Like many academics, I have praised the "Moneyball" strategies adopted by Oakland A's GM Billy Beane. Beane's innovative use of statistical methods for evaluating player performance built the small-market A's into a powerhouse that posted records as good as those of top teams with much higher payrolls, including the Red Sox and Yankees. Meanwhile, in the academic world, my employer, the George Mason University School of Law, used similar strategies to identify and hire undervalued scholars, an approach that enabled the school to rise rapidly in the US News rankings (from around 90th or so in the late 90s, to a peak of 34th in 2007 and 41st today). GMU's moneyball approach also enjoyed impressive successes on measures of faculty quality, such as Brian Leiter's citation count study, in which we ranked 21st in 2007. Like the A's, GMU has outperformed competitors with much greater financial resources (we charge lower tuition and have a much smaller endowment than most of our peer schools).
However, as ESPN writer Howard Bryant explains in this article, the A's poor performance over the last three years has led many people to doubt the effectiveness of Beane's approach. Although GMU's rankings haven't fallen anywhere near as much as the A's place in the American League standings, we have fallen a few slots in US News over the last two years.
In my view, the the A's recent problems in no way discredit Moneyball strategies. In both baseball and academia, Moneyball hiring is still a success. And, while the A's may not have a bright future, I am cautiously optimistic that GMU does.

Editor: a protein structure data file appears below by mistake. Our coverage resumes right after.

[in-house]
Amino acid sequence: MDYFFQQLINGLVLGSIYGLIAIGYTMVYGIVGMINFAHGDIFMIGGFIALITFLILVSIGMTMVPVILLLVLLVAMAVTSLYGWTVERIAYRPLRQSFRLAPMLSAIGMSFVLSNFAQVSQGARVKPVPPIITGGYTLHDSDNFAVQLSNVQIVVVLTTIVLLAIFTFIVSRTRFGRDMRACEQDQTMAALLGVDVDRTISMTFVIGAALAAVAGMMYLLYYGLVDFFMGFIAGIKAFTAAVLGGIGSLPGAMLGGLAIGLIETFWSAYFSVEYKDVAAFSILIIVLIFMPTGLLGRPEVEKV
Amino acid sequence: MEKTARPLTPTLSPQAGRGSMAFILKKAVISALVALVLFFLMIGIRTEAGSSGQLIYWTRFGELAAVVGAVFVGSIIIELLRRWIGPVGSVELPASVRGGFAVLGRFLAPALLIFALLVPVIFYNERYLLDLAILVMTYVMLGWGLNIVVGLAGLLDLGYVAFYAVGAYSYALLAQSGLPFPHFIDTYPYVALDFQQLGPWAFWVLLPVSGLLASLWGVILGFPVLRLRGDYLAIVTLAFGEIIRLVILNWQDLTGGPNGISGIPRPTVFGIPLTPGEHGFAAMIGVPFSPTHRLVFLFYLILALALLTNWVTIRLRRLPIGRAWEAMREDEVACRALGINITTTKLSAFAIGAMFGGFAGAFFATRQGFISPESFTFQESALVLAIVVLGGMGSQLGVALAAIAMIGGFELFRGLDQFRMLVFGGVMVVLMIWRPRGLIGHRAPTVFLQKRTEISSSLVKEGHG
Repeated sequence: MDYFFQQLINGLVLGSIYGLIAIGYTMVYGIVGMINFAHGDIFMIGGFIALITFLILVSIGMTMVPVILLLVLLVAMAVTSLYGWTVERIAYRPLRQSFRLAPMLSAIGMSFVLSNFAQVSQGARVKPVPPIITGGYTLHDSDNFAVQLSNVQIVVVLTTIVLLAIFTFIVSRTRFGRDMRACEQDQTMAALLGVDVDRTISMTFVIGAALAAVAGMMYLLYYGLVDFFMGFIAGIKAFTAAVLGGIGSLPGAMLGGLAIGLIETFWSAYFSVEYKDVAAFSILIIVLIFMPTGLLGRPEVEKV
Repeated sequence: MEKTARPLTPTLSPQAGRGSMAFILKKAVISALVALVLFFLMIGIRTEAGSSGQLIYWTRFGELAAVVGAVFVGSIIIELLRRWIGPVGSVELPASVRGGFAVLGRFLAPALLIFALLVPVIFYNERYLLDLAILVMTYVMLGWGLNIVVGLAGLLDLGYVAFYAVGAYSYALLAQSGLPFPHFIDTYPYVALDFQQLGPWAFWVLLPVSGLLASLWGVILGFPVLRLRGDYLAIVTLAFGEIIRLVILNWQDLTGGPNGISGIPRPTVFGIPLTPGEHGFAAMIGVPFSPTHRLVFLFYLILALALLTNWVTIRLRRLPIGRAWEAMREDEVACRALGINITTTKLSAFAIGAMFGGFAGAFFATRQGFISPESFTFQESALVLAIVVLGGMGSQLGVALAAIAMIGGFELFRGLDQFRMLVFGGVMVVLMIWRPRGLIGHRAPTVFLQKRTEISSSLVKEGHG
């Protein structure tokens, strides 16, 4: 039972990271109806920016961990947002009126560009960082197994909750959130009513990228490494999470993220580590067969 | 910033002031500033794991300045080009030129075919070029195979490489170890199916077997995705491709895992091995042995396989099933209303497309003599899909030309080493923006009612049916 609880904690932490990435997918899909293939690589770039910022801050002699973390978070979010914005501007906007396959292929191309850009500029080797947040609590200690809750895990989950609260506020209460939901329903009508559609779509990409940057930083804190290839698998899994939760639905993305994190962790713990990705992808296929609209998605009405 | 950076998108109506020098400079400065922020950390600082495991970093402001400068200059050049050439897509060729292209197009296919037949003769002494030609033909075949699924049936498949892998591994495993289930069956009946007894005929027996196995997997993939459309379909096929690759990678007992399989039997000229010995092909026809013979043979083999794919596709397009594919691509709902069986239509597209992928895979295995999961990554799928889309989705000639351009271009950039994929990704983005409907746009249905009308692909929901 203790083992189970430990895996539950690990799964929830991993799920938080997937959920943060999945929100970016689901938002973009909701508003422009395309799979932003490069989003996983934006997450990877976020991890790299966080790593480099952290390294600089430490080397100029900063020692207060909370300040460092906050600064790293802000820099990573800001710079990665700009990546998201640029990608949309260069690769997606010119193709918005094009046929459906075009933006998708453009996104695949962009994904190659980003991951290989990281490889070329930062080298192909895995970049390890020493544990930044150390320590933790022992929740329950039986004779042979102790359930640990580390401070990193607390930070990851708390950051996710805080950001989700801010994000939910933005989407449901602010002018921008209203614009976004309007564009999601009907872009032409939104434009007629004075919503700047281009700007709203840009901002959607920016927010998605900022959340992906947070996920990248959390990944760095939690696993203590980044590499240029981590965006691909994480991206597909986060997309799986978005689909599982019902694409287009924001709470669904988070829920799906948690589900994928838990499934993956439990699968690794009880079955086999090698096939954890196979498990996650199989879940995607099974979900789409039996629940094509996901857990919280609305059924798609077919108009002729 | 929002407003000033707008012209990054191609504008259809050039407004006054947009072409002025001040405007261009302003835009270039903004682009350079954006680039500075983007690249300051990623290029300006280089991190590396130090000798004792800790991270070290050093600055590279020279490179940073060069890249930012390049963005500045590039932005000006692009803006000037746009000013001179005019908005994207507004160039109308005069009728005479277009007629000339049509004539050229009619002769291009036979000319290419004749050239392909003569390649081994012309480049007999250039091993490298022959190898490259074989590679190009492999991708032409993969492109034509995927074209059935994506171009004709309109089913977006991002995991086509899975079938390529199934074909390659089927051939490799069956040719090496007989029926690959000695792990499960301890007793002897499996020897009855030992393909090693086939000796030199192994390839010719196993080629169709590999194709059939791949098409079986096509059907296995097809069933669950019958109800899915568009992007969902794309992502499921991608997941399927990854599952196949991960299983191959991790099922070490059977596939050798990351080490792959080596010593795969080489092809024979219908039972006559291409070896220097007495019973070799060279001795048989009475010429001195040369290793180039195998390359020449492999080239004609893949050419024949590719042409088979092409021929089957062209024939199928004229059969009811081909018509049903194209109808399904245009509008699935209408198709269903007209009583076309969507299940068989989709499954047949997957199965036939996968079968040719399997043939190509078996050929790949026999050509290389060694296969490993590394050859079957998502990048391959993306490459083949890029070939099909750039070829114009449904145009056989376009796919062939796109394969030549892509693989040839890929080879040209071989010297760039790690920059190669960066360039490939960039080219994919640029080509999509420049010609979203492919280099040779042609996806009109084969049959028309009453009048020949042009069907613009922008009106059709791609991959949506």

I. The A's Problems are Caused by Moneyball's Success. As Daniel Drezner explains, the A's have slipped not because Moneyball strategies stopped working, but because other teams with bigger payrolls (most notably, my beloved Red Sox) successfully copied them. ...
II. Implications for GMU and Legal Academia. Nonetheless, the recent decline of the A's does raise the question of whether GMU will suffer a similar decline as better-funded competitors mimic some of our hiring strategies. It certainly could happen, but I am guardedly optimistic that it won't. Competitive pressure in academia is much weaker than in professional sports, where losing GMs tend to get fired and owners of losing teams suffer big financial losses. In the academic world, faculty who perform poorly relative to their competitors are unlikely to lose either funding or tenure. Even law school deans are unlikely to lose their jobs merely because the school's ranking stagnates or declines.
Thus, GMU's innovations are less likely to be copied widely than those of the A's. Even so, some have spread. The three undervalued faculty assets that GMU has historically pursued include 1) law and economics scholars, 2) conservative and libertarian academics who might have gone to higher-ranked schools but for ideological discrimination, and 3) academics with strong publication records who were overlooked by higher-ranked schools because they didn't have a prestigious clerkship or didn't get their JDs at a top-5 school. I think it's clear that law and econ scholars are no longer undervalued by most of our competitors. Ideological discrimination and school/clerkship snobbery persist, but both are less intense than ten years ago. In particular, our rivals are beginning to realize that past publication record is a better predictor of the quality of future scholarship than who you clerked for or where you got your JD (this is similar to Beane's famous insistence on evaluating prospects based on minor league and college stats rather than whether they looked good to tradition-minded scouts).